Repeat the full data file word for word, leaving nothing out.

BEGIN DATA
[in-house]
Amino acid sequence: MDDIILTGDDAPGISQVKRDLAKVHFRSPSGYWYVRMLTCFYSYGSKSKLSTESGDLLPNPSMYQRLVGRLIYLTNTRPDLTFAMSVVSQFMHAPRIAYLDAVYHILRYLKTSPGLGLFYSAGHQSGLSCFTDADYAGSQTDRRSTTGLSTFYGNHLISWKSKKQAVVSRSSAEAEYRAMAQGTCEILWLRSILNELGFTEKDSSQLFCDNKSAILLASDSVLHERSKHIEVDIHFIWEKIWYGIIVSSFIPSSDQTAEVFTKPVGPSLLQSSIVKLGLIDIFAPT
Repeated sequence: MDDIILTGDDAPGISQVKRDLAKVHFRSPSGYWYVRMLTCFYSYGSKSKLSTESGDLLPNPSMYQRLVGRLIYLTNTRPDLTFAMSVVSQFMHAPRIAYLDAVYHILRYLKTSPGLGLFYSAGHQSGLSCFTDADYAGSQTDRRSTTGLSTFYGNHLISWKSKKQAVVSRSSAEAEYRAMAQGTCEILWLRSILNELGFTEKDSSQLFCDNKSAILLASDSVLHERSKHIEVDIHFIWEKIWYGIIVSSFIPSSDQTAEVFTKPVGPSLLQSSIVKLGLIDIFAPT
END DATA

[in-house]
Amino acid sequence: MDDIILTGDDAPGISQVKRDLAKVHFRSPSGYWYVRMLTCFYSYGSKSKLSTESGDLLPNPSMYQRLVGRLIYLTNTRPDLTFAMSVVSQFMHAPRIAYLDAVYHILRYLKTSPGLGLFYSAGHQSGLSCFTDADYAGSQTDRRSTTGLSTFYGNHLISWKSKKQAVVSRSSAEAEYRAMAQGTCEILWLRSILNELGFTEKDSSQLFCDNKSAILLASDSVLHERSKHIEVDIHFIWEKIWYGIIVSSFIPSSDQTAEVFTKPVGPSLLQSSIVKLGLIDIFAPT
Repeated sequence: MDDIILTGDDAPGISQVKRDLAKVHFRSPSGYWYVRMLTCFYSYGSKSKLSTESGDLLPNPSMYQRLVGRLIYLTNTRPDLTFAMSVVSQFMHAPRIAYLDAVYHILRYLKTSPGLGLFYSAGHQSGLSCFTDADYAGSQTDRRSTTGLSTFYGNHLISWKSKKQAVVSRSSAEAEYRAMAQGTCEILWLRSILNELGFTEKDSSQLFCDNKSAILLASDSVLHERSKHIEVDIHFIWEKIWYGIIVSSFIPSSDQTAEVFTKPVGPSLLQSSIVKLGLIDIFAPT